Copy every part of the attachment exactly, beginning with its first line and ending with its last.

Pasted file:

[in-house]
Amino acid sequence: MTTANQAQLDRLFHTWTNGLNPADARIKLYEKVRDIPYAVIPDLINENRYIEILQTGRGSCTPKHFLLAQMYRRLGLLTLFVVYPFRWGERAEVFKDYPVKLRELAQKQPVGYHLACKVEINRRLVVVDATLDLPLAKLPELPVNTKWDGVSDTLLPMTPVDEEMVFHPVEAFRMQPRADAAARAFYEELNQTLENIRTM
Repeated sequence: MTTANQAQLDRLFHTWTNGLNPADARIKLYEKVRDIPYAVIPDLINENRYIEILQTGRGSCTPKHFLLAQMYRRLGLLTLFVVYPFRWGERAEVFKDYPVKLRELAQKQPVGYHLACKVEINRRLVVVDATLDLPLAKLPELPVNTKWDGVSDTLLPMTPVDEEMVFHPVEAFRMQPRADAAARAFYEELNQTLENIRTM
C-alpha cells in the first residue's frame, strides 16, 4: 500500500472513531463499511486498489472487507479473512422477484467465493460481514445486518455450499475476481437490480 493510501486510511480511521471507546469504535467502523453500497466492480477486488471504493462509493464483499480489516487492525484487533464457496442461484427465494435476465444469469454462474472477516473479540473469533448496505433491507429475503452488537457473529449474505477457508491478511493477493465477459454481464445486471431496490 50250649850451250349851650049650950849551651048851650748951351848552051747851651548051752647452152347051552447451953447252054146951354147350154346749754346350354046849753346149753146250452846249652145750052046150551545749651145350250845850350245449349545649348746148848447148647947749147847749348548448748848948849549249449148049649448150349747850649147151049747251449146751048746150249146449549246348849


[in-house]
Amino acid sequence: MTTANQAQLDRLFHTWTNGLNPADARIKLYEKVRDIPYAVIPDLINENRYIEILQTGRGSCTPKHFLLAQMYRRLGLLTLFVVYPFRWGERAEVFKDYPVKLRELAQKQPVGYHLACKVEINRRLVVVDATLDLPLAKLPELPVNTKWDGVSDTLLPMTPVDEEMVFHPVEAFRMQPRADAAARAFYEELNQTLENIRTM
Repeated sequence: MTTANQAQLDRLFHTWTNGLNPADARIKLYEKVRDIPYAVIPDLINENRYIEILQTGRGSCTPKHFLLAQMYRRLGLLTLFVVYPFRWGERAEVFKDYPVKLRELAQKQPVGYHLACKVEINRRLVVVDATLDLPLAKLPELPVNTKWDGVSDTLLPMTPVDEEMVFHPVEAFRMQPRADAAARAFYEELNQTLENIRTM
C-alpha cells in the first residue's frame, strides 16, 4: 500500500472513531463499511486498489472487507479473512422477484467465493460481514445486518455450499475476481437490480 493510501486510511480511521471507546469504535467502523453500497466492480477486488471504493462509493464483499480489516487492525484487533464457496442461484427465494435476465444469469454462474472477516473479540473469533448496505433491507429475503452488537457473529449474505477457508491478511493477493465477459454481464445486471431496490 50250649850451250349851650049650950849551651048851650748951351848552051747851651548051752647452152347051552447451953447252054146951354147350154346749754346350354046849753346149753146250452846249652145750052046150551545749651145350250845850350245449349545649348746148848447148647947749147847749348548448748848948849549249449148049649448150349747850649147151049747251449146751048746150249146449549246348849